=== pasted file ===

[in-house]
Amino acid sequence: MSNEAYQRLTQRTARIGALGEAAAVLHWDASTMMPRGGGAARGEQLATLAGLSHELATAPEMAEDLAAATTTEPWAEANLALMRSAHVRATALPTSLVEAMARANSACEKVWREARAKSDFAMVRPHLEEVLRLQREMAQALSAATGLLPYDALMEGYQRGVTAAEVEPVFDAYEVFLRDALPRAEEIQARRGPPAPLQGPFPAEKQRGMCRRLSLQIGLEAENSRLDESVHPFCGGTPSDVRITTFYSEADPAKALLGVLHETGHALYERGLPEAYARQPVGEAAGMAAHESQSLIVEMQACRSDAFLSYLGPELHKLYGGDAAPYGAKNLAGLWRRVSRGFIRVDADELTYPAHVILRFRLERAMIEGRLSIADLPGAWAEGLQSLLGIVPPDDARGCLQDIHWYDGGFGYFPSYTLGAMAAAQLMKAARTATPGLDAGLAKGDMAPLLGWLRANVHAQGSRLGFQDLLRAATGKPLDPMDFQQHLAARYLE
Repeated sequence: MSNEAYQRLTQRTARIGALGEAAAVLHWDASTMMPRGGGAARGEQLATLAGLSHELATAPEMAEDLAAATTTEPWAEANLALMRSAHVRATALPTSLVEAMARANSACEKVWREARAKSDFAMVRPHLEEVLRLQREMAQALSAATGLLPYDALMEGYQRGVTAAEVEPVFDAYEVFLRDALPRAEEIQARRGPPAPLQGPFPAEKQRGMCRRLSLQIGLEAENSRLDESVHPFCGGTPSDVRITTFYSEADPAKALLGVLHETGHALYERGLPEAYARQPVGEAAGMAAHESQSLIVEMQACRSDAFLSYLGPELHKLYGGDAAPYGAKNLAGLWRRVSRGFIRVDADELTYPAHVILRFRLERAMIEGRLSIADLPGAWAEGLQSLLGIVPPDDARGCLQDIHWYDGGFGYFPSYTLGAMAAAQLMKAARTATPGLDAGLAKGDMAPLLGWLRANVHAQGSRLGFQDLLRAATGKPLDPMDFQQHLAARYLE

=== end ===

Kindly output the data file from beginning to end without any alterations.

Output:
[in-house]
Amino acid sequence: MSNEAYQRLTQRTARIGALGEAAAVLHWDASTMMPRGGGAARGEQLATLAGLSHELATAPEMAEDLAAATTTEPWAEANLALMRSAHVRATALPTSLVEAMARANSACEKVWREARAKSDFAMVRPHLEEVLRLQREMAQALSAATGLLPYDALMEGYQRGVTAAEVEPVFDAYEVFLRDALPRAEEIQARRGPPAPLQGPFPAEKQRGMCRRLSLQIGLEAENSRLDESVHPFCGGTPSDVRITTFYSEADPAKALLGVLHETGHALYERGLPEAYARQPVGEAAGMAAHESQSLIVEMQACRSDAFLSYLGPELHKLYGGDAAPYGAKNLAGLWRRVSRGFIRVDADELTYPAHVILRFRLERAMIEGRLSIADLPGAWAEGLQSLLGIVPPDDARGCLQDIHWYDGGFGYFPSYTLGAMAAAQLMKAARTATPGLDAGLAKGDMAPLLGWLRANVHAQGSRLGFQDLLRAATGKPLDPMDFQQHLAARYLE
Repeated sequence: MSNEAYQRLTQRTARIGALGEAAAVLHWDASTMMPRGGGAARGEQLATLAGLSHELATAPEMAEDLAAATTTEPWAEANLALMRSAHVRATALPTSLVEAMARANSACEKVWREARAKSDFAMVRPHLEEVLRLQREMAQALSAATGLLPYDALMEGYQRGVTAAEVEPVFDAYEVFLRDALPRAEEIQARRGPPAPLQGPFPAEKQRGMCRRLSLQIGLEAENSRLDESVHPFCGGTPSDVRITTFYSEADPAKALLGVLHETGHALYERGLPEAYARQPVGEAAGMAAHESQSLIVEMQACRSDAFLSYLGPELHKLYGGDAAPYGAKNLAGLWRRVSRGFIRVDADELTYPAHVILRFRLERAMIEGRLSIADLPGAWAEGLQSLLGIVPPDDARGCLQDIHWYDGGFGYFPSYTLGAMAAAQLMKAARTATPGLDAGLAKGDMAPLLGWLRANVHAQGSRLGFQDLLRAATGKPLDPMDFQQHLAARYLE